My first home was a murder scene.
The parsonage where my husband and I lived as newlyweds was the same house where the previous “pastor” had shot his wife in the head and passed her death off as a suicide before he ran off to his internet girlfriend. (He was later convicted and sentenced to life in prison without parole.)
The little church my husband pastored had once been in a respectable part of town. Over the years the neighborhood had deteriorated until drug addicts and drunks walked the street in front of our house and crack dealers sold their wares on three street corners we could have hit with a well-aimed rock.
The sheriff couldn’t carry a gun because convicted felons were prohibited from doing so. If I recall correctly, he’d been elected to his second term from jail.
Reader’s Digest named the local judge one of the worst in the nation.
The nearest Wal-Mart was in a small town almost an hour away that had one of the highest murder rates in the US.
A few days after my first baby was born, a gang fight erupted in front of my house which left a person lying in the street.
I called 911. Nobody came.
That’s not even to mention that I had moved far from family for the first time in my life, sight unseen.
I loved it.
No, really. I did.
My husband and I decided when we got married that we were going to enjoy wherever God placed us. Our family joke is that God seems to send us to places no one else wants to go. And everywhere we’ve gone, we’ve found joy.
Good things are there if you just look for them. In our first home, we had wonderful neighbors across the street. We had a precious church full of loving, caring friends—seriously some of the best people in the entire world. We even grew to be on friendly terms with some of the regulars in our rough neighborhood. The other day I ran across a picture of a young man from the neighborhood whom my husband led to Christ, and who broke free from a lifestyle of drug abuse.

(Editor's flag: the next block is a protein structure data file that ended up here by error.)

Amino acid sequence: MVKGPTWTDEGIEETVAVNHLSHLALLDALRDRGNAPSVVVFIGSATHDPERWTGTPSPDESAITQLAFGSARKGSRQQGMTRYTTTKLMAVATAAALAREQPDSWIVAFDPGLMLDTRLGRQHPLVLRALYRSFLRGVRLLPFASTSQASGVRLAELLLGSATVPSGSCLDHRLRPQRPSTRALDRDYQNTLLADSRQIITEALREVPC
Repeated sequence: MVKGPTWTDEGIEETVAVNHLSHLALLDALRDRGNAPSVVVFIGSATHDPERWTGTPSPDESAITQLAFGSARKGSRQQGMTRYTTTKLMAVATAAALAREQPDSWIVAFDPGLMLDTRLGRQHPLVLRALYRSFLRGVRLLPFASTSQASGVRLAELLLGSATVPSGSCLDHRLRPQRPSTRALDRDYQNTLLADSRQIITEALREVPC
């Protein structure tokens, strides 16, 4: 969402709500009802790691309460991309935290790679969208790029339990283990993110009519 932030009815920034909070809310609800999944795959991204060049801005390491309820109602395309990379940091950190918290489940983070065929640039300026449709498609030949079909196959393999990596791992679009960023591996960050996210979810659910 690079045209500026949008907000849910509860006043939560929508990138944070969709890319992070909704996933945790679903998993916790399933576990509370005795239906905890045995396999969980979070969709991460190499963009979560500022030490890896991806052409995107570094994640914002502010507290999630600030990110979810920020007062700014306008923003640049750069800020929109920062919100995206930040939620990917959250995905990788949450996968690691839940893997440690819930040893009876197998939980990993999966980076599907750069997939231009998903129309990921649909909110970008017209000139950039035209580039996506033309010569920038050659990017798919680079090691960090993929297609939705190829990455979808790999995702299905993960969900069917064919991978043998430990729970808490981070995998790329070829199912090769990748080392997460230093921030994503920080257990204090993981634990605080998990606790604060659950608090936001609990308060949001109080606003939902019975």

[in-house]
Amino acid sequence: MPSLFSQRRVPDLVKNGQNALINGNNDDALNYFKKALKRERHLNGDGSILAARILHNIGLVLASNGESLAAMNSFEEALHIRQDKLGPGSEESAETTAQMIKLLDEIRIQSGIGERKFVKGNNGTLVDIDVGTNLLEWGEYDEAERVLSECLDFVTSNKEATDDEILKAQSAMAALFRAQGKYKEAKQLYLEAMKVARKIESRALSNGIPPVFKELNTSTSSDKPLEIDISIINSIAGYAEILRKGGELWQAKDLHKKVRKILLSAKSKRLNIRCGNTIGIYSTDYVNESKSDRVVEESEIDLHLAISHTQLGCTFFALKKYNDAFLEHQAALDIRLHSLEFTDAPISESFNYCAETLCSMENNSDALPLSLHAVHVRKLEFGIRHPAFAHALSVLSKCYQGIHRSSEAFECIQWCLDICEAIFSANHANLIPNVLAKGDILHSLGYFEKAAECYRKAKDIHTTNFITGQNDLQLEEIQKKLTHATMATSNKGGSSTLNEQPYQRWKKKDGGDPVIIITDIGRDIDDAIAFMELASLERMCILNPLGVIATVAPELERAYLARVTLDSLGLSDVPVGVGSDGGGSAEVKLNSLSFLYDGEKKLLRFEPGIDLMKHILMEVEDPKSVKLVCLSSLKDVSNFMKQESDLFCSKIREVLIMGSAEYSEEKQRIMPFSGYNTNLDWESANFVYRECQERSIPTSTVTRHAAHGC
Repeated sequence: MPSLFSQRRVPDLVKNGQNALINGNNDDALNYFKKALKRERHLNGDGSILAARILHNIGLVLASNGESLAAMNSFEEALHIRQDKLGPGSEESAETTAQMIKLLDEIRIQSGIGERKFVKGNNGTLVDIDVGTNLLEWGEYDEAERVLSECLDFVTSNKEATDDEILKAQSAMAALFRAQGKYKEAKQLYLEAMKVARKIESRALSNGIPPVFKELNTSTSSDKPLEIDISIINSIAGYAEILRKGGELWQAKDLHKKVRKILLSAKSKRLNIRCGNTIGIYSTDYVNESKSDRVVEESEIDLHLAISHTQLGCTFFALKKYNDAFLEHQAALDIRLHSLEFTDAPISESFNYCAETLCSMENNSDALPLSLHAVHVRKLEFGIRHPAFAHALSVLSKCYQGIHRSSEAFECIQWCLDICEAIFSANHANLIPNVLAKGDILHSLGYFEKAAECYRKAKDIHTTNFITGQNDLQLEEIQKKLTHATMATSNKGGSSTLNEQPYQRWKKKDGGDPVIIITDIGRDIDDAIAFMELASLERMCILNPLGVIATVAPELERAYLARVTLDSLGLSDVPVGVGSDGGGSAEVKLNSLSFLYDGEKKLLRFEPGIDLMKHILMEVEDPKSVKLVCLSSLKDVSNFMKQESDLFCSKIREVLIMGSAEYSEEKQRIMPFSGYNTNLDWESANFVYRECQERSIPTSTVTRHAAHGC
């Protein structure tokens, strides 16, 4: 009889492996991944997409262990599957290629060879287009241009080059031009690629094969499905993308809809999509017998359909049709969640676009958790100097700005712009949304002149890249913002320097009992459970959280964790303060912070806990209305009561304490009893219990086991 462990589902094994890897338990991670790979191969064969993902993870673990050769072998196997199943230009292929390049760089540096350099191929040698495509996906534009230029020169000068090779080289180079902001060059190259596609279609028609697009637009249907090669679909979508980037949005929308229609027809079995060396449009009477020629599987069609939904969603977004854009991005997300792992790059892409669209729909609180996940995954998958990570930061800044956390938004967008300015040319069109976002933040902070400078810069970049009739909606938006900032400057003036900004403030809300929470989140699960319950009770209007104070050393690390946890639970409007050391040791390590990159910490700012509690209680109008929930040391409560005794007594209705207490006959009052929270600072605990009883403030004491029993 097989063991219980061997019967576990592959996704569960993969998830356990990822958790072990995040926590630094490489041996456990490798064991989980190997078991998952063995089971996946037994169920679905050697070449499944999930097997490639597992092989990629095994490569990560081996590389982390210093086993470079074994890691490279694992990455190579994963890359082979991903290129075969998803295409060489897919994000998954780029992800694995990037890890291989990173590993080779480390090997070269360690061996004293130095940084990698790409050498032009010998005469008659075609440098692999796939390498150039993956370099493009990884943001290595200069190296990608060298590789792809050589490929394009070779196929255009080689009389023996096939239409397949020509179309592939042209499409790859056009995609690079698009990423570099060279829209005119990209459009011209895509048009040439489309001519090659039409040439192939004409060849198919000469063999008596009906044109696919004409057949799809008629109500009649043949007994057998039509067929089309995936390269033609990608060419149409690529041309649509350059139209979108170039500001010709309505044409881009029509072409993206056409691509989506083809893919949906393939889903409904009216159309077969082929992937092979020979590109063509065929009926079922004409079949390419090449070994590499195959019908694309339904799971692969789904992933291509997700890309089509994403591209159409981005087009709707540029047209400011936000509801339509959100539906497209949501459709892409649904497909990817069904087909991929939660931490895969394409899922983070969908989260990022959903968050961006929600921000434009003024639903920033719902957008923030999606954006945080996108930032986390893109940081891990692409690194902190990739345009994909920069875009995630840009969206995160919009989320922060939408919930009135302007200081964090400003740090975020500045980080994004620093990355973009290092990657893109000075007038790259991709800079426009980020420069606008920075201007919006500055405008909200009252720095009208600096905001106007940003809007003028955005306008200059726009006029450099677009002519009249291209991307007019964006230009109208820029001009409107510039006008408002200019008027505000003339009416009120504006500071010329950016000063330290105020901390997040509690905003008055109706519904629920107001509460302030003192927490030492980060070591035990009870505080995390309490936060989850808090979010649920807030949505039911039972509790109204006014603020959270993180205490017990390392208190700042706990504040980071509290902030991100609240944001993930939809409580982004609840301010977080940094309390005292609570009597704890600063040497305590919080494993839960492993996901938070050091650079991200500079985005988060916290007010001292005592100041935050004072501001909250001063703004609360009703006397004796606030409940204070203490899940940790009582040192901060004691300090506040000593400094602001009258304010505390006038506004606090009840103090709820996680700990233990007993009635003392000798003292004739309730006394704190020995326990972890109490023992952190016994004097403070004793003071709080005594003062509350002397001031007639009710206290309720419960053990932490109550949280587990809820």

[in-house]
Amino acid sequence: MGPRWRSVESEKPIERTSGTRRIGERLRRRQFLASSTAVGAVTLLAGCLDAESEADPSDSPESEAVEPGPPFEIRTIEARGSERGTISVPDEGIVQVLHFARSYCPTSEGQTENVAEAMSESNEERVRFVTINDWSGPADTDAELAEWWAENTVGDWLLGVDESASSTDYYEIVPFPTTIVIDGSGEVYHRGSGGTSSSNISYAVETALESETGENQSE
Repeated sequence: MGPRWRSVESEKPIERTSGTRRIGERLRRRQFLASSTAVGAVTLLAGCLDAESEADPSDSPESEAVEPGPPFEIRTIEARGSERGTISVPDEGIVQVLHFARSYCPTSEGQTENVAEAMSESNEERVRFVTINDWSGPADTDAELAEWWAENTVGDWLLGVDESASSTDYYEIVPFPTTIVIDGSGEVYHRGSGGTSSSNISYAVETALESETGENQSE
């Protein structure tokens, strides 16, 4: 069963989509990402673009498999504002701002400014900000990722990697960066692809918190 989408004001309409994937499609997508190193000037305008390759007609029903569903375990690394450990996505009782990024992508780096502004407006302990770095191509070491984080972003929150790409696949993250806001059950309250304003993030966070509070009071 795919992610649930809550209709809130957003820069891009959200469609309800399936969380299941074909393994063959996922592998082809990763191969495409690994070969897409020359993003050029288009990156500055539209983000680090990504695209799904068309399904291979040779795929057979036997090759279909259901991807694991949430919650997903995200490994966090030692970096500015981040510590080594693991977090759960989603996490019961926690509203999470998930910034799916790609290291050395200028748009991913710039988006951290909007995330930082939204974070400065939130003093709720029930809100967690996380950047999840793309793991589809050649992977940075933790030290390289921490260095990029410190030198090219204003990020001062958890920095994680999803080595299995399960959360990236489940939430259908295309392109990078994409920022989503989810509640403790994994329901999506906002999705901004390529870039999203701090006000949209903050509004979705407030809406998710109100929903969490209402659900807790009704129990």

We lived near the largest bottomland hardwood forest in the United States, which was known for its rich hunting. And we enjoyed the beauty of thousands of acres of fertile farmland that surrounded our little town.
The Methodist church down the road from ours had a Fourth of July celebration every year that was like something from a Norman Rockwell painting—watermelon eating contests, tug of war, a lemonade stand, and fireworks over the creek. Our two churches shared a unique bond of fellowship and Kingdom-building that most communities never enjoy.
We lived in an area rich with history and with a unique regional culture.
We still miss our precious friends from that time in our lives.
Maybe we were crazy. But I’m thankful that we were just crazy enough to obey God and determine to love where He had us. Thankful enough to not let our happiness hinge on our surroundings. Thankful enough to choose contentment and joy.
It’s not that we were so amazing. Heavens, no. I was a pretty broken girl when I came to that place. I look back with embarrassment at the mountain of things I did wrong. But that—that, by the grace of God, I think I got right. And if I did it, anyone can.
Here are three ideas for how to find joy anywhere.
Embrace the call. Acts 17:26 says that God “has determined their preappointed times and the boundaries of their dwellings.” He decided long ago where you would live! If God has placed you in a place you don’t really want to be, make up your mind to enjoy it anyway.
Ask yourself how you’d act if you were there on vacation. Are there any special historical or cultural events? What sights would you see?
Build relationships. People make a place great, not surroundings.
Have you ever found joy in a difficult place? Tell us about it in the comments!